Eight ways to make annual performance reviews more meaningful this year

Eight ways to make annual performance reviews more meaningful this year

As the end of the year approaches, companies across all industries will begin scheduling year-end performance appraisals with their employees. But instead of sticking to what has always been done, even if it hasn’t been very effective, leaders can strive to extract more meaning from these assessments and give their team members more actionable, personalized feedback that they can take into account. new Year.

But to do this, leaders will need to consider a few tips first. Below, eight members of the Young Entrepreneur Council share their best advice on how companies can make year-end reviews more meaningful and explain why these techniques may actually be better than what is traditionally done.

1. Make them part of a goal-setting process

The best way to make year-end performance reviews more worthwhile is to make sure they’re the first step in the New Year’s goal-setting process. The process should assess the good – and not so good – and take the time to identify strengths and areas for improvement. Use the development areas to then set goals to drive improvement in the new year. – Zane Stevens, Protea Financial

2. Get a 360-degree viewpoint

The year-end performance review should be the highlight of your monthly and quarterly reviews, so be sure to check back. Leverage feedback from peers and other managers to achieve a 360-degree view. This allows your feedback to be practical, useful and objective. Finally, make sure to ask your employee for their observations about your company, as feedback should work both ways. – Daria Gonzalez, Wunderdogs

3. Focus on the future

Make this year’s performance review about the future. Ask your people to each describe their perfect role, regardless of what you offer. This strategy allows you to learn what fuels your team. With these sources of positive motivation, you can look for creative plans that will give your employees what they want while giving your company what it needs to thrive. Recap the past, but focus on the future. – Tyler Bray, TK Trailer Parts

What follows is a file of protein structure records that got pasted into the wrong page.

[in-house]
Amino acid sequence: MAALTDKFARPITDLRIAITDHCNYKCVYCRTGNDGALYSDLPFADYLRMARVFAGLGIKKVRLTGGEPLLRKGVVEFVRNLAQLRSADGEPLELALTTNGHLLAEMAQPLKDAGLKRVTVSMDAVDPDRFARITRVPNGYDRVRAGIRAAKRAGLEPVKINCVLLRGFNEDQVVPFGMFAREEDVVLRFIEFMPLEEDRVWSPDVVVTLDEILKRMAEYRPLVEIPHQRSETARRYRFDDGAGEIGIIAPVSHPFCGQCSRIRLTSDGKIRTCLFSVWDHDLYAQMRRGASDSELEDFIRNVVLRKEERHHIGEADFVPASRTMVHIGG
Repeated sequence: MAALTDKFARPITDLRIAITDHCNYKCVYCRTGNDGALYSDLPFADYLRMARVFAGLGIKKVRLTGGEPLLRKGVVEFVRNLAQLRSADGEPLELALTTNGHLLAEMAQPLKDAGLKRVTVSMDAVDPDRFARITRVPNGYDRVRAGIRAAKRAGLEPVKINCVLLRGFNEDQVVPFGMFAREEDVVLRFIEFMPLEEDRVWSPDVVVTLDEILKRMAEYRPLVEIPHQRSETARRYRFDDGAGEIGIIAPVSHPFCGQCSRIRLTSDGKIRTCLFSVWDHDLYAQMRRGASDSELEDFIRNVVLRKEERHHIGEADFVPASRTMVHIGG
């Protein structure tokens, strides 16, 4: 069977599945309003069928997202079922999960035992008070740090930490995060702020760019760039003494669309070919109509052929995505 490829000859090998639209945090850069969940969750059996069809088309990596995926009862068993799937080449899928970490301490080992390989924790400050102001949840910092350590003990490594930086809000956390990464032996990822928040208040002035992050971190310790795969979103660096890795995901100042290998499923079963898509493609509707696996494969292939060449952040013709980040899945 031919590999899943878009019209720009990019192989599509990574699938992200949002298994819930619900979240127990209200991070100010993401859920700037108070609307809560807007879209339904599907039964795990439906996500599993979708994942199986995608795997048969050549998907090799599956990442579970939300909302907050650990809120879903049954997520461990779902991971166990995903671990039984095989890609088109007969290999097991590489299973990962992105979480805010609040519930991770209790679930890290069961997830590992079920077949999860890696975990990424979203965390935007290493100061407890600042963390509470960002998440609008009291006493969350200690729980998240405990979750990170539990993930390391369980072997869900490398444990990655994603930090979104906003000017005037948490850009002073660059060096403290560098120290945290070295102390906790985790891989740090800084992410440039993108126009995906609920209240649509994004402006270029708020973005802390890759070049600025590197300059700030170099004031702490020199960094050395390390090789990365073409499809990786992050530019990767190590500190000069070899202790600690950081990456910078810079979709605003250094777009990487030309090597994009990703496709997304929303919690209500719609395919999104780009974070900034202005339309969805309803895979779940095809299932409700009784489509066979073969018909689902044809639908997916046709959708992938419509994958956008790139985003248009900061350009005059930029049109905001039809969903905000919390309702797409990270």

4. Treat them like two-way conversations

Conduct year-end performance reviews more like two-way conversations where both parties can share, discuss, and find clear ways to participate in the future. Unlike traditional models, these conversations should create clarity, promote trust, reduce anxiety, and show alignment. Employers should be able to help employees identify their challenges and come up with practical solutions to solve them. – Brian David Crane, Spread great ideas

5. Change your evaluation system

One way companies can make year-end performance reviews more meaningful is to use an evaluation system that rates employees on a scale of one to five. This will help create a more understandable and supportive environment where employees are rewarded for their performance while providing constructive feedback. – Kristin Kimberly Marquet, Marquet Media, LLC

6. Offer actionable feedback

If you really want to make your year-end performance review more meaningful, focus on providing feedback that is not only valuable to your employees, but actionable. When conducting your assessments, be sure to point out how your team can perform better by giving them actionable tips they can use to improve their performance. – Josh Kohlbach, Wholesale Suite

7. Look for contributions to company culture

One thing to include in a performance review is an employee’s contribution to the work culture and environment. It can help employees increase their engagement, which ultimately leads to better results for the company. It also makes for a more pleasant workplace for everyone. This is a more meaningful approach because it encourages employees to contribute more holistically. – Syed Balkhi, WPB Beginner

8. Ask what the employee would like to learn

To get more value from your year-end reviews, ask your employees what they want to learn in the coming year. You can learn a lot from this question whether someone is interested in a promotion or a move to a new department. You can also see how seriously they take their role. I think this is a much better tool than a simple pat on the back. – John Turner, SeedProd LLC

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